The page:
Every year, around 600 million people get sick and 420 000 people die from unsafe food that has been contaminated with bacteria, viruses, parasites, toxins, and chemicals.
Illness linked to unsafe food overloads healthcare systems and damages economies, trade and tourism. The impact of unsafe food costs low- and middle-income economies around $95 billion in lost productivity each year.
Unsafe food is a threat to human health and economies worldwide and greater international cooperation is needed to prevent unsafe food from causing illness and hampering progress towards sustainable development.
Because of these threats, food safety must be a paramount goal at every stage of the food chain, from production to harvest, processing, storage, distribution, preparation and consumption, conference participants stressed.
This is the key area of discussion in the ongoing International Food Safety Conference, in Addis Ababa, Ethiopia where leaders across the globe have met to push for the call on greater international cooperation in preventing unsafe food from causing ill health and hampering progress towards sustainable development.
The First International Food Safety Conference has been organized by the African Union (AU), the Food and Agriculture Organization of the United Nations (FAO), the World Health Organization (WHO) and the World Trade Organization (WTO).
“The partnership between the African Union and the United Nations has been longstanding and strategic,” said African Union Commission chairperson Moussa Faki Mahamat. “This food safety conference is a demonstration of this partnership. Without safe foods, it is not possible to achieve food security,” he said.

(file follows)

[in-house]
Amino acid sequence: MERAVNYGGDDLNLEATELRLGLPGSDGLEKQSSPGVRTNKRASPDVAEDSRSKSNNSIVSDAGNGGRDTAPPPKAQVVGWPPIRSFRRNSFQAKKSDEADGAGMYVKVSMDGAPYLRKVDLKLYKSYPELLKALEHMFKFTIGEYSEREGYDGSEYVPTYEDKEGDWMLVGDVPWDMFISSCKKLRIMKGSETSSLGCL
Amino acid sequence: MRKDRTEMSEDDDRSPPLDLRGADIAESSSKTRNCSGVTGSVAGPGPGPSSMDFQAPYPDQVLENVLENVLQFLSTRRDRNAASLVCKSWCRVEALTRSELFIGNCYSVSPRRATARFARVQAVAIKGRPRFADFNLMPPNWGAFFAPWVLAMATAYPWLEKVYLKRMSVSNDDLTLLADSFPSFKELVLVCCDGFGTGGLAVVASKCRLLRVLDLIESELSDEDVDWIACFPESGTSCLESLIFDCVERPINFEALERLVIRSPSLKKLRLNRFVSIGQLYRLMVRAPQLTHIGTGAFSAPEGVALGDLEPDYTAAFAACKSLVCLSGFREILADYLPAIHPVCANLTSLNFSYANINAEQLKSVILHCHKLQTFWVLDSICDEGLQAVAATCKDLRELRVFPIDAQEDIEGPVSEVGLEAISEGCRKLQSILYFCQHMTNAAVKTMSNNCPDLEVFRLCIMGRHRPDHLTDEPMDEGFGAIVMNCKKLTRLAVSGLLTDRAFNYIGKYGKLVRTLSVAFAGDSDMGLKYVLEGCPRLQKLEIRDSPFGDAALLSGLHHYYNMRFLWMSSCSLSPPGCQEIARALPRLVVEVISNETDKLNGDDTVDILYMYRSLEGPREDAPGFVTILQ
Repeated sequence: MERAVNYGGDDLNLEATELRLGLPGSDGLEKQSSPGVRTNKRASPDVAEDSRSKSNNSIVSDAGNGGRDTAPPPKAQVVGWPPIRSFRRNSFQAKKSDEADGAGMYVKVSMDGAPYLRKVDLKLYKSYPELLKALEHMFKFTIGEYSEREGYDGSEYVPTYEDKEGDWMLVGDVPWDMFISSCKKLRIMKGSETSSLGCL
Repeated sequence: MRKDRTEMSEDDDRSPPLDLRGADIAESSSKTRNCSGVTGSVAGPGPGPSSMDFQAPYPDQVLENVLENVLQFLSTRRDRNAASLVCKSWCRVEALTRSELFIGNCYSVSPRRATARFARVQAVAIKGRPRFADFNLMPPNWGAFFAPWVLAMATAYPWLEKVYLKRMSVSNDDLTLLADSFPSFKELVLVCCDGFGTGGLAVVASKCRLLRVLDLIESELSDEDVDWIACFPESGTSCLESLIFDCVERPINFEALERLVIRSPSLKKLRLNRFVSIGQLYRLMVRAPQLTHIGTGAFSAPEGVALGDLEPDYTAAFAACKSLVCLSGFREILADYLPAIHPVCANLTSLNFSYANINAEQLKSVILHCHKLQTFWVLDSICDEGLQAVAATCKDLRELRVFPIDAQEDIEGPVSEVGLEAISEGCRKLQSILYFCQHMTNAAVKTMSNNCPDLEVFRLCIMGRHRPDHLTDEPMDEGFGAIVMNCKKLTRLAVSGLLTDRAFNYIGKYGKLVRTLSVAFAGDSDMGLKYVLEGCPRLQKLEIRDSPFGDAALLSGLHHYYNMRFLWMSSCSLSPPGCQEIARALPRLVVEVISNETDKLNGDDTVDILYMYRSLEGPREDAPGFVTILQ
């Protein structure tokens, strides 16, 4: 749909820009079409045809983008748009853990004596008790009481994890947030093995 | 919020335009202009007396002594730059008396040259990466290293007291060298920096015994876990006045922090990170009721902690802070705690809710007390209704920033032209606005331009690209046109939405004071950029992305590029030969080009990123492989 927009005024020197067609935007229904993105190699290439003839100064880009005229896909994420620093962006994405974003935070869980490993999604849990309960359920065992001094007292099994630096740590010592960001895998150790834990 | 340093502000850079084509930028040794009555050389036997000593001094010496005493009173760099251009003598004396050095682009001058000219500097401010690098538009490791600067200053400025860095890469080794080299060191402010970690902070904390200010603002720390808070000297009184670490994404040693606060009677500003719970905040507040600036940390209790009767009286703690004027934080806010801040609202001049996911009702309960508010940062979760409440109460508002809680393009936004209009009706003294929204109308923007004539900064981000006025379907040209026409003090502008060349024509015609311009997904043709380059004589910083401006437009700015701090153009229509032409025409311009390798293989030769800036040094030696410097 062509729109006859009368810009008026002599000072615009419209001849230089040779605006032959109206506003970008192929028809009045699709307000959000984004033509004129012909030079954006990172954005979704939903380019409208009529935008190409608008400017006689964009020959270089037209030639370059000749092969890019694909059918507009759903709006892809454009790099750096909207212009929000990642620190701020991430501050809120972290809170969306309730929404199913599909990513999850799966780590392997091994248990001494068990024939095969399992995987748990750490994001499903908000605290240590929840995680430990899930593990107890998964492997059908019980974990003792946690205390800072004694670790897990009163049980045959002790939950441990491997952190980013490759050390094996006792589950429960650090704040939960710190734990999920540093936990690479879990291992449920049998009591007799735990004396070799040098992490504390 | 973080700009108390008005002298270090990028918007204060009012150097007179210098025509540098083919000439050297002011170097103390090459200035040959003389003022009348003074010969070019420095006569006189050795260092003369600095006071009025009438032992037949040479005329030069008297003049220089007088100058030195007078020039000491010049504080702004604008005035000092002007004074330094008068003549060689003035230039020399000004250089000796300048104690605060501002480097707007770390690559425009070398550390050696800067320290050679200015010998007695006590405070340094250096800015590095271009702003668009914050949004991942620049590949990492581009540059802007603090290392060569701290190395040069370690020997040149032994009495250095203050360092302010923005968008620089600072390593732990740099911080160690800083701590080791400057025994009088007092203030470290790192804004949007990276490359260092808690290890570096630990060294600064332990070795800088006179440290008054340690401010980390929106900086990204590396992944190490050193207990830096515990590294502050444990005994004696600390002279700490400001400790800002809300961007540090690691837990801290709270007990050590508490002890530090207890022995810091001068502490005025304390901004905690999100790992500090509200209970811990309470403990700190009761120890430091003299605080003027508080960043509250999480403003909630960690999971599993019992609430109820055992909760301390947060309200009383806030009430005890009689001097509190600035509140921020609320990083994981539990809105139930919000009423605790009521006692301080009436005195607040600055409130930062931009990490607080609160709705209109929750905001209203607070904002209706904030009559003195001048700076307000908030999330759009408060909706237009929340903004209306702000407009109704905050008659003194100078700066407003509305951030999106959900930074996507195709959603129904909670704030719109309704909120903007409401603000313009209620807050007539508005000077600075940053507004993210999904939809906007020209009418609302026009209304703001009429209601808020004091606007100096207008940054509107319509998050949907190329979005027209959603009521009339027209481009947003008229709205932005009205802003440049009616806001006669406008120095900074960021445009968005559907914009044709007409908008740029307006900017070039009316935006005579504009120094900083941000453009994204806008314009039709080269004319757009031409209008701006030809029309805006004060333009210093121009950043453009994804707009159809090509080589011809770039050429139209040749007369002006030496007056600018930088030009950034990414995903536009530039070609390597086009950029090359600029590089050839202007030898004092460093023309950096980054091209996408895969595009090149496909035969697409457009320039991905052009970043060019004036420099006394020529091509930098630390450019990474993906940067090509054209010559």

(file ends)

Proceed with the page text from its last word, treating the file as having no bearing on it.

Around 130 countries are participating in the two-day conference, including ministers of agriculture, health, and trade. Leading scientific experts, partner agencies and representatives of consumers, food producers, civil society organizations and the private sector are also taking part.
The aim of the conference is to identify key actions that will ensure the availability of, and access to, safe food now and in the future. This will require a strengthened commitment at the highest political level to scale up food safety in the 2030 Agenda for Sustainable Development.
Technological advances, digitalization, novel foods, and processing methods provide a wealth of opportunities to simultaneously enhance food safety and improve nutrition, livelihoods, and trade.
At the same time, climate change and the globalization of food production, coupled with a growing global population and increasing urbanization, pose new challenges to food safety. Food systems are becoming even more complex and interlinked, blurring lines of regulatory responsibility.
Solutions to these potential problems require intersectoral and concerted international action.
Food safety systems need to keep pace with the way food is produced and consumed. This requires sustained investment and coordinated, multi-sectoral approaches for regulatory legislation, suitable laboratory capacities, and adequate disease surveillance and food monitoring programmes, all of which need to be supported by information technologies, shared information, training, and education.